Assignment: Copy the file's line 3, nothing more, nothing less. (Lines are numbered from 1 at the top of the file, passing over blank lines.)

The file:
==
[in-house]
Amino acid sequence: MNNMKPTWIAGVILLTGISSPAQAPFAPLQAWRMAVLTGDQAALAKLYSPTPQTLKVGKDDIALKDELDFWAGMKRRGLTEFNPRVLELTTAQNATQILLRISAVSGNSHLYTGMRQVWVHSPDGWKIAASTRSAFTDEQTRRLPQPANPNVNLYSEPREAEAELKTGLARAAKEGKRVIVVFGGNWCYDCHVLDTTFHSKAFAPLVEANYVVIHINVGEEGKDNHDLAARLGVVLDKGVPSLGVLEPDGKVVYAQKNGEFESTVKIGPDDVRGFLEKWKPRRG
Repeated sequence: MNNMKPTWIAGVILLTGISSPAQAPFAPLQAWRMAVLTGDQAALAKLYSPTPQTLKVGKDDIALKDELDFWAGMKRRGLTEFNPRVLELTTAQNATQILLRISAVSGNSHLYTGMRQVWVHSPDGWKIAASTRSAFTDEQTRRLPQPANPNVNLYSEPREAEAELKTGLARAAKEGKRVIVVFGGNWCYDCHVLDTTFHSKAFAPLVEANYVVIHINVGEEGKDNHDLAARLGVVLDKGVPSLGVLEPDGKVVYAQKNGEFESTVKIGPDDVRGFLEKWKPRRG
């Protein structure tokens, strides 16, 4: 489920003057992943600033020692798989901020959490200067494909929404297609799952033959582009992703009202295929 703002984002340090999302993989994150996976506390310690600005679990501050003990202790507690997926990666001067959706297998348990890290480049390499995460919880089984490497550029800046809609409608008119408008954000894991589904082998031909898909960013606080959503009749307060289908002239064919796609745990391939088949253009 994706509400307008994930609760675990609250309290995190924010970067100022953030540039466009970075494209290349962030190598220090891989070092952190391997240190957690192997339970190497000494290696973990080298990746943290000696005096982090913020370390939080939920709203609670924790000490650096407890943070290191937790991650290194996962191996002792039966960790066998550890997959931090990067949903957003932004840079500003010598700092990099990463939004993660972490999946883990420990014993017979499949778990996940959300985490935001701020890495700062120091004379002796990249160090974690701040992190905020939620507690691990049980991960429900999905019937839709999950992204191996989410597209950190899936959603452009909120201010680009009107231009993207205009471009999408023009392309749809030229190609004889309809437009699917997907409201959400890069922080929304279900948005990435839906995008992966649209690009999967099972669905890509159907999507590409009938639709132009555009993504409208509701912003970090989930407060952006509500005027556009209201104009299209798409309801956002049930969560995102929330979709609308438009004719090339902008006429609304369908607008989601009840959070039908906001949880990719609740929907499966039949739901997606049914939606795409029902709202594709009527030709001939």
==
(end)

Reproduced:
Repeated sequence: MNNMKPTWIAGVILLTGISSPAQAPFAPLQAWRMAVLTGDQAALAKLYSPTPQTLKVGKDDIALKDELDFWAGMKRRGLTEFNPRVLELTTAQNATQILLRISAVSGNSHLYTGMRQVWVHSPDGWKIAASTRSAFTDEQTRRLPQPANPNVNLYSEPREAEAELKTGLARAAKEGKRVIVVFGGNWCYDCHVLDTTFHSKAFAPLVEANYVVIHINVGEEGKDNHDLAARLGVVLDKGVPSLGVLEPDGKVVYAQKNGEFESTVKIGPDDVRGFLEKWKPRRG